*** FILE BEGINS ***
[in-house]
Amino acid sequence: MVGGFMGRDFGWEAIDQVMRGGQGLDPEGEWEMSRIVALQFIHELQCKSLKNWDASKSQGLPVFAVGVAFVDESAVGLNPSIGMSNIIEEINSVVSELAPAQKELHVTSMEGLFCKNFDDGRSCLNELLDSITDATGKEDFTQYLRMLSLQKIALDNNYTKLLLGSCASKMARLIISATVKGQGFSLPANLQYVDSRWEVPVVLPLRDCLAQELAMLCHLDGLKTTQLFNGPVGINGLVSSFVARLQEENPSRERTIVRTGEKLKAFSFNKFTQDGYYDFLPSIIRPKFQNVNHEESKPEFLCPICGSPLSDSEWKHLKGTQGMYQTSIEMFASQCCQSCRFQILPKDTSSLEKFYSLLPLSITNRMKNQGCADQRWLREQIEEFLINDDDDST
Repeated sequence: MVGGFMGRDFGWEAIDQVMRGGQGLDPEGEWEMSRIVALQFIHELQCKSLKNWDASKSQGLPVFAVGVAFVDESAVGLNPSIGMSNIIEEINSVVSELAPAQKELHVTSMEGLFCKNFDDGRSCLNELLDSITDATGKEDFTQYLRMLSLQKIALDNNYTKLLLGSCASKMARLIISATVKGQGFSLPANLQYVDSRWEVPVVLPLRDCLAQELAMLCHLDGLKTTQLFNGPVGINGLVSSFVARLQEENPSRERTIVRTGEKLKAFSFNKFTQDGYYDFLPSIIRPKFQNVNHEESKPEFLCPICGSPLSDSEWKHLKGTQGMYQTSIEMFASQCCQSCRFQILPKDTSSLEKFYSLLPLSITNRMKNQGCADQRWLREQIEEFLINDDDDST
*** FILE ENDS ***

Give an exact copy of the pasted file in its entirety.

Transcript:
[in-house]
Amino acid sequence: MVGGFMGRDFGWEAIDQVMRGGQGLDPEGEWEMSRIVALQFIHELQCKSLKNWDASKSQGLPVFAVGVAFVDESAVGLNPSIGMSNIIEEINSVVSELAPAQKELHVTSMEGLFCKNFDDGRSCLNELLDSITDATGKEDFTQYLRMLSLQKIALDNNYTKLLLGSCASKMARLIISATVKGQGFSLPANLQYVDSRWEVPVVLPLRDCLAQELAMLCHLDGLKTTQLFNGPVGINGLVSSFVARLQEENPSRERTIVRTGEKLKAFSFNKFTQDGYYDFLPSIIRPKFQNVNHEESKPEFLCPICGSPLSDSEWKHLKGTQGMYQTSIEMFASQCCQSCRFQILPKDTSSLEKFYSLLPLSITNRMKNQGCADQRWLREQIEEFLINDDDDST
Repeated sequence: MVGGFMGRDFGWEAIDQVMRGGQGLDPEGEWEMSRIVALQFIHELQCKSLKNWDASKSQGLPVFAVGVAFVDESAVGLNPSIGMSNIIEEINSVVSELAPAQKELHVTSMEGLFCKNFDDGRSCLNELLDSITDATGKEDFTQYLRMLSLQKIALDNNYTKLLLGSCASKMARLIISATVKGQGFSLPANLQYVDSRWEVPVVLPLRDCLAQELAMLCHLDGLKTTQLFNGPVGINGLVSSFVARLQEENPSRERTIVRTGEKLKAFSFNKFTQDGYYDFLPSIIRPKFQNVNHEESKPEFLCPICGSPLSDSEWKHLKGTQGMYQTSIEMFASQCCQSCRFQILPKDTSSLEKFYSLLPLSITNRMKNQGCADQRWLREQIEEFLINDDDDST